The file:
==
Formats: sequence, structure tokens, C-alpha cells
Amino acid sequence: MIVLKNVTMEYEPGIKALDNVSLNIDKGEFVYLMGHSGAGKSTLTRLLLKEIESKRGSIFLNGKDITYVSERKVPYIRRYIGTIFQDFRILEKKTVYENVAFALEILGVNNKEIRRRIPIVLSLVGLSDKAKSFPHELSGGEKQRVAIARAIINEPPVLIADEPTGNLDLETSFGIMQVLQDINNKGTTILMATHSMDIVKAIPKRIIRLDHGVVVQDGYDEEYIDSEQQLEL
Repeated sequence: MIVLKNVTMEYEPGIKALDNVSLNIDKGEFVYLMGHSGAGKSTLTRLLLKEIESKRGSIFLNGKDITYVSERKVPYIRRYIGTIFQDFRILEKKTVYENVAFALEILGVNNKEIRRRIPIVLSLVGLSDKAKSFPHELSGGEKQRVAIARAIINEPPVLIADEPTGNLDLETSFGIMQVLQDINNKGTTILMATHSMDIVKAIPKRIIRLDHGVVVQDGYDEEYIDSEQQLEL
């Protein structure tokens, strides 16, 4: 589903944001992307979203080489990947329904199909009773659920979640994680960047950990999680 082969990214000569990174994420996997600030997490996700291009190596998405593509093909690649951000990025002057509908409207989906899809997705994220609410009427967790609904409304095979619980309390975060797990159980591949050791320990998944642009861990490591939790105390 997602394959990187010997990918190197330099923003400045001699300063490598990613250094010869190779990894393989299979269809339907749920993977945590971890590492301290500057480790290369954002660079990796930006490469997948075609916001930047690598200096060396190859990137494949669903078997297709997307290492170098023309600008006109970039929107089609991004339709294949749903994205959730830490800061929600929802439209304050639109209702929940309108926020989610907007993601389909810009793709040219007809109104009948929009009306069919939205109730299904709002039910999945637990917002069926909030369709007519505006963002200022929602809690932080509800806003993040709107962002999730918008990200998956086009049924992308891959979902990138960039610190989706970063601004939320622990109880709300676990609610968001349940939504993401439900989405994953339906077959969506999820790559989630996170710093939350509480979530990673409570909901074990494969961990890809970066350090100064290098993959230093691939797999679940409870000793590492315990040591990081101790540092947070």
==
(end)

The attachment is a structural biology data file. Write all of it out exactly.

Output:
Formats: sequence, structure tokens, C-alpha cells
Amino acid sequence: MIVLKNVTMEYEPGIKALDNVSLNIDKGEFVYLMGHSGAGKSTLTRLLLKEIESKRGSIFLNGKDITYVSERKVPYIRRYIGTIFQDFRILEKKTVYENVAFALEILGVNNKEIRRRIPIVLSLVGLSDKAKSFPHELSGGEKQRVAIARAIINEPPVLIADEPTGNLDLETSFGIMQVLQDINNKGTTILMATHSMDIVKAIPKRIIRLDHGVVVQDGYDEEYIDSEQQLEL
Repeated sequence: MIVLKNVTMEYEPGIKALDNVSLNIDKGEFVYLMGHSGAGKSTLTRLLLKEIESKRGSIFLNGKDITYVSERKVPYIRRYIGTIFQDFRILEKKTVYENVAFALEILGVNNKEIRRRIPIVLSLVGLSDKAKSFPHELSGGEKQRVAIARAIINEPPVLIADEPTGNLDLETSFGIMQVLQDINNKGTTILMATHSMDIVKAIPKRIIRLDHGVVVQDGYDEEYIDSEQQLEL
């Protein structure tokens, strides 16, 4: 589903944001992307979203080489990947329904199909009773659920979640994680960047950990999680 082969990214000569990174994420996997600030997490996700291009190596998405593509093909690649951000990025002057509908409207989906899809997705994220609410009427967790609904409304095979619980309390975060797990159980591949050791320990998944642009861990490591939790105390 997602394959990187010997990918190197330099923003400045001699300063490598990613250094010869190779990894393989299979269809339907749920993977945590971890590492301290500057480790290369954002660079990796930006490469997948075609916001930047690598200096060396190859990137494949669903078997297709997307290492170098023309600008006109970039929107089609991004339709294949749903994205959730830490800061929600929802439209304050639109209702929940309108926020989610907007993601389909810009793709040219007809109104009948929009009306069919939205109730299904709002039910999945637990917002069926909030369709007519505006963002200022929602809690932080509800806003993040709107962002999730918008990200998956086009049924992308891959979902990138960039610190989706970063601004939320622990109880709300676990609610968001349940939504993401439900989405994953339906077959969506999820790559989630996170710093939350509480979530990673409570909901074990494969961990890809970066350090100064290098993959230093691939797999679940409870000793590492315990040591990081101790540092947070």